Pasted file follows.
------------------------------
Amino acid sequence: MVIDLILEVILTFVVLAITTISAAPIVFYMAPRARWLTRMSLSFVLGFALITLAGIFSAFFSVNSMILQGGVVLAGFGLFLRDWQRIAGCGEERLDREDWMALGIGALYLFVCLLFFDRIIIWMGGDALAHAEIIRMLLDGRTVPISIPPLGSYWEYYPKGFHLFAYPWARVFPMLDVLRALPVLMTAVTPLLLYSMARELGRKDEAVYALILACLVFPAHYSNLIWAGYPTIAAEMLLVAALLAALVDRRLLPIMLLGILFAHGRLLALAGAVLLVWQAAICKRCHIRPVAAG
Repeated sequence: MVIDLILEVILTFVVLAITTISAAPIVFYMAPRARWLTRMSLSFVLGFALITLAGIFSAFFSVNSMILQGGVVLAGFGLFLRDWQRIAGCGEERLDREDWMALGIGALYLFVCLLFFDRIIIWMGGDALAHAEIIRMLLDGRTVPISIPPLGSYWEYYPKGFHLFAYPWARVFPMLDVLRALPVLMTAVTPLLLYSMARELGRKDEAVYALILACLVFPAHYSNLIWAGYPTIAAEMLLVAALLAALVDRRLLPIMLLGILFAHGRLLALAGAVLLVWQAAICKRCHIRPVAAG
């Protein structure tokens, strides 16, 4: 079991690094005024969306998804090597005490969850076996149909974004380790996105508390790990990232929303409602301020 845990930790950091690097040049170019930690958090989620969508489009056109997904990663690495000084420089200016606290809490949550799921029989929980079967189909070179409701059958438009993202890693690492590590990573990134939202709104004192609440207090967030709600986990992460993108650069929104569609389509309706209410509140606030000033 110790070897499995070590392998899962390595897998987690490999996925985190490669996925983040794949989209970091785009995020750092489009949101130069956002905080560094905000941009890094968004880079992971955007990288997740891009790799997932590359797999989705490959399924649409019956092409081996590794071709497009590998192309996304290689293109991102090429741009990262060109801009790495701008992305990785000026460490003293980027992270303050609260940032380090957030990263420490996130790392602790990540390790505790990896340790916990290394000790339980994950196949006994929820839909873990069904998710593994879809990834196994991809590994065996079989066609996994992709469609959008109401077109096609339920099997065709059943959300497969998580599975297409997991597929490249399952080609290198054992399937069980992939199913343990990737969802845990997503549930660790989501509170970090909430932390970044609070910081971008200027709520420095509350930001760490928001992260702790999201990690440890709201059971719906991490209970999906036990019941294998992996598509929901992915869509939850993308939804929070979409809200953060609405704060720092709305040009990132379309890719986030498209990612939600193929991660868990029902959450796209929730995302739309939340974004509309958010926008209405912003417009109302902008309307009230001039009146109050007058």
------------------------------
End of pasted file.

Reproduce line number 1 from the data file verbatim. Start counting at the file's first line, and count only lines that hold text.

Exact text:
Amino acid sequence: MVIDLILEVILTFVVLAITTISAAPIVFYMAPRARWLTRMSLSFVLGFALITLAGIFSAFFSVNSMILQGGVVLAGFGLFLRDWQRIAGCGEERLDREDWMALGIGALYLFVCLLFFDRIIIWMGGDALAHAEIIRMLLDGRTVPISIPPLGSYWEYYPKGFHLFAYPWARVFPMLDVLRALPVLMTAVTPLLLYSMARELGRKDEAVYALILACLVFPAHYSNLIWAGYPTIAAEMLLVAALLAALVDRRLLPIMLLGILFAHGRLLALAGAVLLVWQAAICKRCHIRPVAAG